It has been four years in the making, but the renovation that is bringing $27.2 million in improvements to the school is nearly complete, Mayor James Fiorentini said.
Aside from doors that work better and science labs with modern equipment, the project will remove the school from accreditation probation early next year, the mayor said. That probation went into effect when a team of experts, which tours high schools in New England, determined the building's condition was too poor to give students a proper educational environment.
With the exception of a delay in opening the renovated swimming pool facility, the 4-year-old project is on budget and on schedule, the mayor said.
"The project, as originally proposed to comply with (the New England Association of Schools and Colleges review group), is on the verge of completion," Fiorentini said of the group that certifies whether a school is providing a quality education and whether its students are prepared for college.
In 1998, the review group threatened to revoke the high school's accreditation if the city did not address long-standing concerns, such as poor air quality and handicapped access to outdated science laboratories. Haverhill High has 2,100 students.
The phased renovation was designed to modernize the building by providing better security, improved accommodations for students with disabilities, more efficient heating and cooling systems, cleaner air and modern science laboratories.
New heating and air-quality systems and 18 new or renovated science labs are among the improvements that have been completed so far. Energy-efficient, thermal pane windows and doors were installed throughout the building last year.
A glass-paneled entryway, equipped with a new elevator and a new security system to monitor students and visitors, was completed at the start of the 2004-2005 school year. A stage lift for wheelchairs was added two summers ago in the auditorium and two bathrooms in one wing of the school were expanded to comply with handicapped-accessibility laws.
The city is looking for additional state money to make improvements that were not included in the original project, Fiorentini said. They include replacing the building's aging electrical systems and installing new floors and lockers.
"These things are not required for accreditation, but we need them," Fiorentini said. "We're working with our state legislators to see if we can include them in the project."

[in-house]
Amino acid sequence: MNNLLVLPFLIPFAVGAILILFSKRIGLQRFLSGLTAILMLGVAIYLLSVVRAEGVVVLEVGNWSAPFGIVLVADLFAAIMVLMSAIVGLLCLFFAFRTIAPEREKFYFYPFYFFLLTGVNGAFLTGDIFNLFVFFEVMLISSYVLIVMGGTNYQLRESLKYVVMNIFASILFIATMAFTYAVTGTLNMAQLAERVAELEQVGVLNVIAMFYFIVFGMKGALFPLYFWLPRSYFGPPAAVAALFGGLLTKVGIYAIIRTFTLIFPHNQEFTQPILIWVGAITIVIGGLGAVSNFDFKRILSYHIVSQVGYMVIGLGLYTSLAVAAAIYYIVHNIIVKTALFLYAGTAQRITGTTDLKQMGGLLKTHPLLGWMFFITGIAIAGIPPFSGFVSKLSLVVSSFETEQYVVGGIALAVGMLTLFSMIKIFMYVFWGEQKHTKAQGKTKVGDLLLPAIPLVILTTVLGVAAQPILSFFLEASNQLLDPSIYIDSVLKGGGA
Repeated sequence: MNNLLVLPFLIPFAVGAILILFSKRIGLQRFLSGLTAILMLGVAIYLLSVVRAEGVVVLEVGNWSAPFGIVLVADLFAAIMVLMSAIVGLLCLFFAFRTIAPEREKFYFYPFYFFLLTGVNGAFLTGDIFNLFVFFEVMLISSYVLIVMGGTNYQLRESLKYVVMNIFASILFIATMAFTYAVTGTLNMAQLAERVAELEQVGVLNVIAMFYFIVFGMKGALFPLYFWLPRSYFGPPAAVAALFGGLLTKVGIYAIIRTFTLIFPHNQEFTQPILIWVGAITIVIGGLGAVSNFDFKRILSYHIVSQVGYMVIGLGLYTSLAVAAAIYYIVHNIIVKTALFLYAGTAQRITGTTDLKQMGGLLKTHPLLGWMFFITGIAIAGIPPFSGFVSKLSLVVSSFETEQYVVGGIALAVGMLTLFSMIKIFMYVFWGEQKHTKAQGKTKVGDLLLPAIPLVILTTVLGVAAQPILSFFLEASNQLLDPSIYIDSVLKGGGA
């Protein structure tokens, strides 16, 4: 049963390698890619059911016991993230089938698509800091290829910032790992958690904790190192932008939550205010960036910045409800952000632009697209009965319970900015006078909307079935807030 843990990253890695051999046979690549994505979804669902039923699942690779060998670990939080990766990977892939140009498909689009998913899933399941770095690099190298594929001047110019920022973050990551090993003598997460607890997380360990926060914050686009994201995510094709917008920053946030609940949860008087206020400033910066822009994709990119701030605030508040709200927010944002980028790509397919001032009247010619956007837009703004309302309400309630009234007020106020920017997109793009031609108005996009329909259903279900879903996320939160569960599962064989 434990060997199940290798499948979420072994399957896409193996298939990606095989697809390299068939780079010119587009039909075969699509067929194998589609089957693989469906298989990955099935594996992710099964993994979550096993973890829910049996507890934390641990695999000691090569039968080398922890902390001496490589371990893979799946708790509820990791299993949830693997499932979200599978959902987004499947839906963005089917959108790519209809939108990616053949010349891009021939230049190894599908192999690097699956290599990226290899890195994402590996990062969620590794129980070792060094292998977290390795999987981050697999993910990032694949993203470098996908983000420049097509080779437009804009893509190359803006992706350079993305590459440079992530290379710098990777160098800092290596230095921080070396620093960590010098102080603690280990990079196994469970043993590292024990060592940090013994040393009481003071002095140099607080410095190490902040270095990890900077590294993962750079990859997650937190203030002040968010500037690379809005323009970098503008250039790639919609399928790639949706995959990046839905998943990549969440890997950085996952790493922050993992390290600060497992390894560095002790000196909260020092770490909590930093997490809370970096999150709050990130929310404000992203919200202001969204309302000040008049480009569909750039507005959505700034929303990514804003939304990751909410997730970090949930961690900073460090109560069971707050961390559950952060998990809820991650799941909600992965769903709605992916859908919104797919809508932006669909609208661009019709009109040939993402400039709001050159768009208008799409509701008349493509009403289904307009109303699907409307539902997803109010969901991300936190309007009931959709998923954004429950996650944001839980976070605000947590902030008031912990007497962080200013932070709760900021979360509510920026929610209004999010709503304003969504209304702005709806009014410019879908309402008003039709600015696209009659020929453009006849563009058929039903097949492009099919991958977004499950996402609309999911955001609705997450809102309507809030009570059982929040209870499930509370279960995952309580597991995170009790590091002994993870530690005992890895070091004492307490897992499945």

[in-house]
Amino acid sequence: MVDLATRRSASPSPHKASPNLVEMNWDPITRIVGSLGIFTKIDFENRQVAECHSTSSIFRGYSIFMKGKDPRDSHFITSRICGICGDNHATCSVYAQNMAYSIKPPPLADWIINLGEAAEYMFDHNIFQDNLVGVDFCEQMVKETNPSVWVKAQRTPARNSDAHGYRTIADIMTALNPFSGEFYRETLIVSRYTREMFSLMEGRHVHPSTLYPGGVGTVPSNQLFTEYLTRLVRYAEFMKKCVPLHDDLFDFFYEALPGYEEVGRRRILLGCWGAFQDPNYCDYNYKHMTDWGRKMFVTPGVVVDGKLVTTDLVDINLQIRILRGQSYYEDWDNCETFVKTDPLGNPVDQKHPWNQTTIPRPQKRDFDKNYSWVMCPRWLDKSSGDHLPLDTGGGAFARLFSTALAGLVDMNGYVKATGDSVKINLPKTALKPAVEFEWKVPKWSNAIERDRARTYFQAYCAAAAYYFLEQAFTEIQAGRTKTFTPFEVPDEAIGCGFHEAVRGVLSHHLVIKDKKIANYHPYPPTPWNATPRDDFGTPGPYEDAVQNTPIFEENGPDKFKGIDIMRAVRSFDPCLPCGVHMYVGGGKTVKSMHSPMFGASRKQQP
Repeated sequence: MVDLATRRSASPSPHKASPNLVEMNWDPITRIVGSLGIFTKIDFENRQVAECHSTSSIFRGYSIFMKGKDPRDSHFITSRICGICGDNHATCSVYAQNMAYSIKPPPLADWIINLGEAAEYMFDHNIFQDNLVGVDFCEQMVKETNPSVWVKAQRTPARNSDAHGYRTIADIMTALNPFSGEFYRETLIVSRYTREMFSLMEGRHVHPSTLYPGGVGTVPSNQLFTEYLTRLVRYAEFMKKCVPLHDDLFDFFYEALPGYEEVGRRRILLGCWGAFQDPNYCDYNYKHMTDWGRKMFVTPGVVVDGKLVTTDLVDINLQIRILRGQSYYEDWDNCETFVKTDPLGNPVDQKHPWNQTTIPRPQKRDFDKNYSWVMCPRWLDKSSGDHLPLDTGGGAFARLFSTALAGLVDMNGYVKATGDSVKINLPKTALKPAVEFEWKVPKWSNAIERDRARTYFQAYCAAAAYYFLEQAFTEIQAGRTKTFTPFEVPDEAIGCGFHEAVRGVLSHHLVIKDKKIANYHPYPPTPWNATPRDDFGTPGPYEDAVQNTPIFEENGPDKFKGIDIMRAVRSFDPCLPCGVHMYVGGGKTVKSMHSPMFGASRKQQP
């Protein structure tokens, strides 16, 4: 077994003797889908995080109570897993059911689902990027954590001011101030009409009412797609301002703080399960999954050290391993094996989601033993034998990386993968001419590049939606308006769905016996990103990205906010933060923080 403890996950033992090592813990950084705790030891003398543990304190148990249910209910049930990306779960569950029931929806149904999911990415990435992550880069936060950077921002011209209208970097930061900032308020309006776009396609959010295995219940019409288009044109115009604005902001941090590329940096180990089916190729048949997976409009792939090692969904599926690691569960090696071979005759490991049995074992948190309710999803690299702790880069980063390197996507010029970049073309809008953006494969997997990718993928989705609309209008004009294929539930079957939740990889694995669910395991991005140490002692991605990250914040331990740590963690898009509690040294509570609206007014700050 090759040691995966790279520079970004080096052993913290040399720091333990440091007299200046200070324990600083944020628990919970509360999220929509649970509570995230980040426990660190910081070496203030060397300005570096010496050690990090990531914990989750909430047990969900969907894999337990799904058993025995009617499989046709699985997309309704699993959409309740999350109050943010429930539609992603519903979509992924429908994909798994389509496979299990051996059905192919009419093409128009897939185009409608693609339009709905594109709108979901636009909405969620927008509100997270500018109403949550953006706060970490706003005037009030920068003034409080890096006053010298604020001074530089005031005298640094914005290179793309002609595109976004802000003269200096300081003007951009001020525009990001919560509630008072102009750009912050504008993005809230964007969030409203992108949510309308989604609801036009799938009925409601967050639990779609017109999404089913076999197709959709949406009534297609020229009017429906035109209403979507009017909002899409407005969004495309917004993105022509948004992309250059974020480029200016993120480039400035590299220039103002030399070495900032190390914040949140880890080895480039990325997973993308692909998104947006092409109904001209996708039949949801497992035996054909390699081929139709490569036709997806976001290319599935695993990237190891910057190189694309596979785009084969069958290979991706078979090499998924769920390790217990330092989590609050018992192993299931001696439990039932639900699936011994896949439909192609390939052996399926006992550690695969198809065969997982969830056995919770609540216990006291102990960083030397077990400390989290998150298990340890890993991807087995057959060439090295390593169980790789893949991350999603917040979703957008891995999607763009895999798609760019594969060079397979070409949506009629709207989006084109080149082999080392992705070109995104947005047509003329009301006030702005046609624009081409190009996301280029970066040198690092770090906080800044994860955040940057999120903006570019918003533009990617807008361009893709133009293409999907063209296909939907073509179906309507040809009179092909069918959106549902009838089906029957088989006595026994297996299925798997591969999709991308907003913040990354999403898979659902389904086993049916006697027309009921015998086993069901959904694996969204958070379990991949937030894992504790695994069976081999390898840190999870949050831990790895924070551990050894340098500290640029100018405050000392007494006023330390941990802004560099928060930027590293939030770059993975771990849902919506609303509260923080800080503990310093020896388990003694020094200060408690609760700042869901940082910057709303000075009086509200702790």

The city is paying for the high-school renovation with loans until the state pitches in with a $19.3 million reimbursement next year.
The final touches of the original renovation will be completed this summer, the mayor said. They include exterior work, such as repaving roads and parking lots around the building and landscaping the property.
The accreditation group is scheduled to return in early 2008, school officials said.
The swimming pool was first scheduled to open last summer and more recently on Dec. 17. It missed both deadlines, however, because of issues related to passing a fire inspection. The fire chief is scheduled to inspect the pool building tomorrow, and the mayor said he is confident the facility will be ready to host a scheduled boys swim meet Saturday. The girls swim team had to compete and practice at out-of-town pools. The girls season recently ended and the boys season started about three weeks ago.
Enhancements to the pool facility include a new viewing area, bathrooms and handicapped-accessibility improvements, including a machine that lowers people with physical disabilities into the water.
"Substantial progress has been made," Fiorentini said of the pool. "There are no guarantees, but I'll be surprised if it's not open by Thursday or Friday."
The Haverhill High renovation includes:
Upgrading 18 science classrooms and laboratories.
Replacing all windows and doors.
Installing handicapped-accessible toilets, elevators, lifts, doors and ramps.
Replacing boilers, heating and ventilation systems.
Consolidating and relocating administrative offices, the guidance department and nurse's office.
Replacing student lockers.
Removing asbestos floor tile, pipe insulation, duct coverings and other hazardous materials such as lead-based paint.
Renovating the pool, including new viewing areas, bathrooms and handicapped accessibility improvements.
How does it get paid for?
Haverhill owes $7.8 million on the $27.2 million high-school renovation. The state will pay the balance and is scheduled to give the city $19.3 million in 2008. Here's the city's payment schedule:
(State pays $19,349,859)
Total cost: $27,215,000
State share (68.46 percent): $19,349,859
City share: $7,865,141